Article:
Natasha Waugh’s latest short film, Mother, screens at this year’s Cork Film Festival. In the film, hardworking mam Grace, played by Hilary Rose, has the perfect happy family: a loving husband and two wonderful children. But when her husband arrives home one day with a brand new kitchen appliance, she slowly starts to realize that there might not be room for both of them in this house.
Gemma Creagh sat down with Natasha to find out more about her quirky short, her journey into film and her IFTA-nominated 2016 film Terminal.
Natasha Waugh co-founded Fight Back Films in 2013, and has, to date, directed four short films (Food Fight, Running Commentary, Lag, and Terminal) and co-directed another (The Betrayal) with filmmaker Kamila Dydyna. The films have enjoyed success on the festival circuit.
DIR/WRI: Darren Aronofsky •PRO: Darren Aronofsky, Scott Franklin, Ari Handel • DOP: Matthew Libatique • ED: Andrew Weisblum • DES: Philip Messina • MUS: Jóhann Jóhannsson • CAST: Jennifer Lawrence, Javier Bardem, Ed Harris
Sometimes the best marketing campaign is to not do one at all. At least, that’s what can be ascertained from mother!, the most surprising release of 2017 and officially completed literally a week before its premiere. Choosing to do the complete opposite of Darren Aronofsky’s ambivalently received Noah in terms of publicity has proven already more successful than the environmentalist blockbuster even before mother!’s public release. Much like the unexpected sleeper hit, 10 Cloverfield Lane, it seems sometimes it’s better not to say anything at all about a release and let the big names and the big mystery generate the intrigue by itself. Does that mean that the final result is any good?
Boy, is that the million dollar question. What begins as a reimagined setup to Roman Polanski’s Rosemary’s Baby (a fact made by the film’s none-too-subtle poster), soon spirals into an artistic fever dream that crosses the line between genius and lunacy more times than Stephen King on OxyContin. Aronofsky’s statement for its premiere at the Venice Film Festival isn’t just a pretentious roundabout description of the film – it’s a synopsis. And whether or not people will like mother!, it’s unquestionable that this is a horror movie of a different breed: one that confounds, infuriates and, finally, exhausts the viewer in its grim and maddening tone.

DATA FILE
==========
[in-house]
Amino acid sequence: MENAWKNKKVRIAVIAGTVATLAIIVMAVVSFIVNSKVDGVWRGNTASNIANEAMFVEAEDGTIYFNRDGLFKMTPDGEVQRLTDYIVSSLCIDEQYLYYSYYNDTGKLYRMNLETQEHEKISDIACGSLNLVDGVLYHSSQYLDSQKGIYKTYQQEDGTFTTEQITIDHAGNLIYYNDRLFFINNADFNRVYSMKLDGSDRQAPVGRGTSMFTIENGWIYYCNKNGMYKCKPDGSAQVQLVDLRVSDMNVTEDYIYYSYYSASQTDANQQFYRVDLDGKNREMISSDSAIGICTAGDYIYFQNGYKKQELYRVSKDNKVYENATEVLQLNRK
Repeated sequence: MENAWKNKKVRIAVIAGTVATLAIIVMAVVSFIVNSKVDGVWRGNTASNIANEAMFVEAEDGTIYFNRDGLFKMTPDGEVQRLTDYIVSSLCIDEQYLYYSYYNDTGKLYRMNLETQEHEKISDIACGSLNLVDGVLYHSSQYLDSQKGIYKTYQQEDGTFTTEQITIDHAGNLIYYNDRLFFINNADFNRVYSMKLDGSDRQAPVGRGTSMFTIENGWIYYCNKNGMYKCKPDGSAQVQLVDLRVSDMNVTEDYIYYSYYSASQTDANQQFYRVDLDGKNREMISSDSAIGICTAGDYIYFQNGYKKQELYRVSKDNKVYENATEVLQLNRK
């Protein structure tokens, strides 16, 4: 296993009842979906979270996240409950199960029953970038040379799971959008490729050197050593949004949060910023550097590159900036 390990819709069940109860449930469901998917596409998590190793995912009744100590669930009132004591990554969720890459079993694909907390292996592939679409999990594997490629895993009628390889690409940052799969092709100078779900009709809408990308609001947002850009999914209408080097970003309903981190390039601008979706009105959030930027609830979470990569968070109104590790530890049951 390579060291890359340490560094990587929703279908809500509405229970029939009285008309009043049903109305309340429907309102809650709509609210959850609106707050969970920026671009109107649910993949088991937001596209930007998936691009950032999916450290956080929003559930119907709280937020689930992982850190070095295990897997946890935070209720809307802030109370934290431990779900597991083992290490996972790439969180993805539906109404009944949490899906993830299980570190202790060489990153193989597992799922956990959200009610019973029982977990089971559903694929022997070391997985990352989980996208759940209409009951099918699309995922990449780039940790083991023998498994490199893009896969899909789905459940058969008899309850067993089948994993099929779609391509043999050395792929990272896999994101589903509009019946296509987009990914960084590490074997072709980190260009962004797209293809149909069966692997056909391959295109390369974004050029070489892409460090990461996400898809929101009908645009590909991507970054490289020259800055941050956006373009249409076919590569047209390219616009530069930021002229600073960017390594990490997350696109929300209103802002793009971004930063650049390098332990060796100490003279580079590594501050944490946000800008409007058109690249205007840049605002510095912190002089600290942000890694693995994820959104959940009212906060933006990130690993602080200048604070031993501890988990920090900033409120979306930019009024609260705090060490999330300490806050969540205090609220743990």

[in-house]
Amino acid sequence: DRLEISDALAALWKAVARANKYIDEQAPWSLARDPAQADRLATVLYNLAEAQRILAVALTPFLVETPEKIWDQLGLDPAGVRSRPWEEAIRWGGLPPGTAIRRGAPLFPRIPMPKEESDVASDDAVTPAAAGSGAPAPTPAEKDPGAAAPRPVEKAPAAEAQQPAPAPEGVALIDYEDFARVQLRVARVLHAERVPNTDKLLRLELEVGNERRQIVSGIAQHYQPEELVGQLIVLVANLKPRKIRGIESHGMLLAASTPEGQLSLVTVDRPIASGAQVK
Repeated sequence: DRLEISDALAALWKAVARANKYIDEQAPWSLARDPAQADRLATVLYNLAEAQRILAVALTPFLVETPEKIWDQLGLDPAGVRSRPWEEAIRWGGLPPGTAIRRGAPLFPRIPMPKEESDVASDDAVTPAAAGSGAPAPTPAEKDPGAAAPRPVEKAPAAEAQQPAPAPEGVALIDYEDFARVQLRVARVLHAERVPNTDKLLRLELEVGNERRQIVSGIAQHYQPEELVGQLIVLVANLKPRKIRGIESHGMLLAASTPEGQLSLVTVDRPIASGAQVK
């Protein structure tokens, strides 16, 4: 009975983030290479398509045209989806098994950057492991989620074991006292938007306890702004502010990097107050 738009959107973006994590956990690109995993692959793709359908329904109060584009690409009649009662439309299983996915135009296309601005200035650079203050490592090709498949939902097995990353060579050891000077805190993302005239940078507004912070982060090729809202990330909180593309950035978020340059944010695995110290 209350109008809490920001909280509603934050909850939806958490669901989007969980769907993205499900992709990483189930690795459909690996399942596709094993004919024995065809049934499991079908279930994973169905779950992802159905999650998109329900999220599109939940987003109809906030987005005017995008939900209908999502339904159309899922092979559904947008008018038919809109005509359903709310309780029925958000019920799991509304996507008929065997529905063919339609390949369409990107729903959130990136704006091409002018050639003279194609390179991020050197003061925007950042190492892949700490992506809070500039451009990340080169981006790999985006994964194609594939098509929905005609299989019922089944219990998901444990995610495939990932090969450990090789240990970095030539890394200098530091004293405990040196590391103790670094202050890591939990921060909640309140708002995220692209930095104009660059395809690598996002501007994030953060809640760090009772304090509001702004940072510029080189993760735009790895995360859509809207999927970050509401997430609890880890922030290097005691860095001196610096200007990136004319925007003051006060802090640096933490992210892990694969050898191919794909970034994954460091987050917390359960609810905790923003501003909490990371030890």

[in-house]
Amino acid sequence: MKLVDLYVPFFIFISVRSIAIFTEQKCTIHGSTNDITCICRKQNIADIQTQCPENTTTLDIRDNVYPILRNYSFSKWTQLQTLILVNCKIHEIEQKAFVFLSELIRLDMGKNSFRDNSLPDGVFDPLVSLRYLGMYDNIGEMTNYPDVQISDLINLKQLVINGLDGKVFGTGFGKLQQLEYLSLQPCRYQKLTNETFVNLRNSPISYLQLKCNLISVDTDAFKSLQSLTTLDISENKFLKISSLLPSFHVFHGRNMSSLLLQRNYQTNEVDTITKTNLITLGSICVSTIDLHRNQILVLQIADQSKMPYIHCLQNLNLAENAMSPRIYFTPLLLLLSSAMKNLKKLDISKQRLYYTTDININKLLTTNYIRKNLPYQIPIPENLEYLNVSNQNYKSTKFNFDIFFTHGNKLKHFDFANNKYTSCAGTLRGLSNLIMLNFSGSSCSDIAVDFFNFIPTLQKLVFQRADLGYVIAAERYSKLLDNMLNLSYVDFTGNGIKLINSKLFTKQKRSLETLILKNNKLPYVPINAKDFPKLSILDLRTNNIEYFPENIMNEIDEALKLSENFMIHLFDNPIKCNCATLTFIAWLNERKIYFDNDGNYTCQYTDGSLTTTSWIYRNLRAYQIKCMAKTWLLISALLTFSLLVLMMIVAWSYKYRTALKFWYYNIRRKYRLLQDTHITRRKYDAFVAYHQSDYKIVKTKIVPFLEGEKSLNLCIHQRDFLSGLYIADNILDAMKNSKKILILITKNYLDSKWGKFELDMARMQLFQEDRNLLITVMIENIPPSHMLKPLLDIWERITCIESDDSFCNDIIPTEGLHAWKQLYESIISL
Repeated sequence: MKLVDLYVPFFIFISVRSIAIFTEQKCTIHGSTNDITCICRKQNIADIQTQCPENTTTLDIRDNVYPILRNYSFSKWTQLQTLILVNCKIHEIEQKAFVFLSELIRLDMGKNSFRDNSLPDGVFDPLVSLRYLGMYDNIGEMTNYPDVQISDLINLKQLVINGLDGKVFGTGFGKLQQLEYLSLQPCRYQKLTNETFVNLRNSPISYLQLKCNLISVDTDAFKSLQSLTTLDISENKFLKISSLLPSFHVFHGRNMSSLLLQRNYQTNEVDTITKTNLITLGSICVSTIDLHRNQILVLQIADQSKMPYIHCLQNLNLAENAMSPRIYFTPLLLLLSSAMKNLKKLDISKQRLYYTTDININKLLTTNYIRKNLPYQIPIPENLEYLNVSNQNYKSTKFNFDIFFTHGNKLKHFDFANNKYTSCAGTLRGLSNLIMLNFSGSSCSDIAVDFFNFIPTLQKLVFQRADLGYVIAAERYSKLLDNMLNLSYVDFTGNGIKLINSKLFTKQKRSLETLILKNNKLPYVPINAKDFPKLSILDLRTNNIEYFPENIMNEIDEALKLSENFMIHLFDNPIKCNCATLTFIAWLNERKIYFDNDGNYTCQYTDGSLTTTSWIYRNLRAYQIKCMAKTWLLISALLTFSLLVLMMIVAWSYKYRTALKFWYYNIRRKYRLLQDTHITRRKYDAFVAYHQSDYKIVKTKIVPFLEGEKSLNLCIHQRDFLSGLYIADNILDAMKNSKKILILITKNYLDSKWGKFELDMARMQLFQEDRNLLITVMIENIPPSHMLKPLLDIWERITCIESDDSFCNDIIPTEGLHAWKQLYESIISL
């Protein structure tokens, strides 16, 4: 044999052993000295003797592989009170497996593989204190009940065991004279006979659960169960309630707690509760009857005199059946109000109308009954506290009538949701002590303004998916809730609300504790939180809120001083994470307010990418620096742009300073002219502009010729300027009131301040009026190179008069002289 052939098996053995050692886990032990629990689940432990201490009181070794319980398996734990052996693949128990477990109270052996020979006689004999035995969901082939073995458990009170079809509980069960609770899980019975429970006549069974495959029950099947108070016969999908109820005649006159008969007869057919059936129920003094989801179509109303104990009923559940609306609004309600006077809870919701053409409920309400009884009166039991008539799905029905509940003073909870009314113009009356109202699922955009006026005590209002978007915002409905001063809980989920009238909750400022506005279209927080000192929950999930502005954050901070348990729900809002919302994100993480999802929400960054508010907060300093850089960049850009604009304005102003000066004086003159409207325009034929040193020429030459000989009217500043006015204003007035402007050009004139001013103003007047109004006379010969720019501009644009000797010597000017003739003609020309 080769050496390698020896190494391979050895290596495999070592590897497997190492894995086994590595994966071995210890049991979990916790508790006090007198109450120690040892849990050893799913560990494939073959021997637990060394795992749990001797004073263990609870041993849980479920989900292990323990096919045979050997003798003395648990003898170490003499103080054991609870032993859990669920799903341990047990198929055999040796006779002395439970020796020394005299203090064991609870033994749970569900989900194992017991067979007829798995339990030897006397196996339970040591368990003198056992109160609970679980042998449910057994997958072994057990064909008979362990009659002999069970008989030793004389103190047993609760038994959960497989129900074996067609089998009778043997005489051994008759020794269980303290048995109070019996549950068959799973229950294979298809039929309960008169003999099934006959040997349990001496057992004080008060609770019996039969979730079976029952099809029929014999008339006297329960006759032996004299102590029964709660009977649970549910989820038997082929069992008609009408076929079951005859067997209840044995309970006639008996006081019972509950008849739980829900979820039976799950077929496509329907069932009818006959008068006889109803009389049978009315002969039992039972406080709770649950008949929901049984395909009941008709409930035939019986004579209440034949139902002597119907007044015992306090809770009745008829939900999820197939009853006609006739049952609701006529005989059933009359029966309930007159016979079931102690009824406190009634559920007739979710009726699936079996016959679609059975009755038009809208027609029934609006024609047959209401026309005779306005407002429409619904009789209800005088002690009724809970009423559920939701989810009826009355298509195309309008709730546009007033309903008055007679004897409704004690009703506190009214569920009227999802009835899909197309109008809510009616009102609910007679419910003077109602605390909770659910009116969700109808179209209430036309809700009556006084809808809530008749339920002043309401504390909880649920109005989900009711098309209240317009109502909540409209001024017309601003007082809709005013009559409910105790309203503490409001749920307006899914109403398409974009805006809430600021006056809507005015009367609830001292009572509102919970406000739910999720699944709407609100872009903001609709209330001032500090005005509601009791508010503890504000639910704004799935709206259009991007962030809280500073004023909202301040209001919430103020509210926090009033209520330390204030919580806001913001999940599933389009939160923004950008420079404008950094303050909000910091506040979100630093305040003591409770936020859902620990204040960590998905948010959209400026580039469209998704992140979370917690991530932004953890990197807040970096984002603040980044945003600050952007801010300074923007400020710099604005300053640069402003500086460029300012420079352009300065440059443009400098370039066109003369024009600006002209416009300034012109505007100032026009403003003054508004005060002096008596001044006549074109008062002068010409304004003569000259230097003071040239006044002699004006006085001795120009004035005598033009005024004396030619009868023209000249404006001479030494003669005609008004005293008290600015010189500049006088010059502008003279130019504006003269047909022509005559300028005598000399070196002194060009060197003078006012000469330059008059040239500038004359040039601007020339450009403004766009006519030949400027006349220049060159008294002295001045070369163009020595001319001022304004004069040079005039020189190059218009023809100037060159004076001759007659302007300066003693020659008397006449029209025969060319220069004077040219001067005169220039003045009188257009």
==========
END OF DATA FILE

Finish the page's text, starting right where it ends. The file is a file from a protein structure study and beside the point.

What is certainly more approachable is mother!’s first two acts. The eponymous and nameless mother (Jennifer Lawrence) has just recently moved to her new and isolated house with her husband (Javier Bardem), a writer suffering from a creative block. Before they have even finished unboxing and decorating their home, a strange man calls (Ed Harris), who stays with the couple despite his intentions becoming more and more unclear and insidious. It isn’t long until the stranger’s wife (Michelle Pfieffer) comes to stay as well, and seems verbally hostile to Lawrence without explanation, determined that Lawrence conceives a child with Bardem. When the strangers’ stay becomes more indefinite over time, tensions rise and escalate until Lawrence feels no longer under control of either her relationship, her home, or her mind.
Aronofsky presents what essentially is an Ira Levin novel (who famously wrote Rosemary’s Baby and The Stepford Wives) without its renowned satirical edge. The film begins and ends in an aggressively anxious atmosphere and never alternates for even a second. mother! has plenty of quiet, slow moments before the madness and its occasional use of jump scares feel like nothing more than a cheap means of maintaining the audiences’ investment. This is a slight complaint, however, as the sound and visual design more than compensates in creating an overwhelming sense of dread and uncertainty. The added touches of hearing the hollowness of the floorboards themselves make the home feel much bigger and emptier than we see, making the characters feel more isolated and letting the eeriness seep under our skin.
The problem, and possibly the most arresting sequence of the entire film, is its third act. Without spoiling any details, tolerance for what will undoubtedly become mother!’s reason for infamy will boil down to whether or not a particular person prefers ideas over storytelling. Things change quickly, with the former soon dominating the latter, and escalate to such a drastic extent that it warps into a surreal melting pot of anxieties and fears in the 21st century. Although the setup allows for the transition to occur naturally without breaking the film’s own logic, the ideas presented are unfocussed at best; cursorily overviewing a lot of serious issues that come and go like a house of horrors.
mother! begins thematically as a relationship disintegrating from the struggled balance between personal and professional life but it certainly doesn’t end there, even if it does try to connect the pieces. Part of what makes a horror work is that the subtext of the horror prods at a more deeply personal fear. Although I don’t doubt that Aronofsky does fear what he’s presented, it’s more likely that the people who watch mother! don’t exactly share his experience. So, returning to that question of whether or not the film is good, the answer is still ambivalent because the unorthodoxy of mother! defies a simplified response. What can be said is that watching it personally felt draining as the credits rolled and probably won’t be one I’ll return to again for a long time.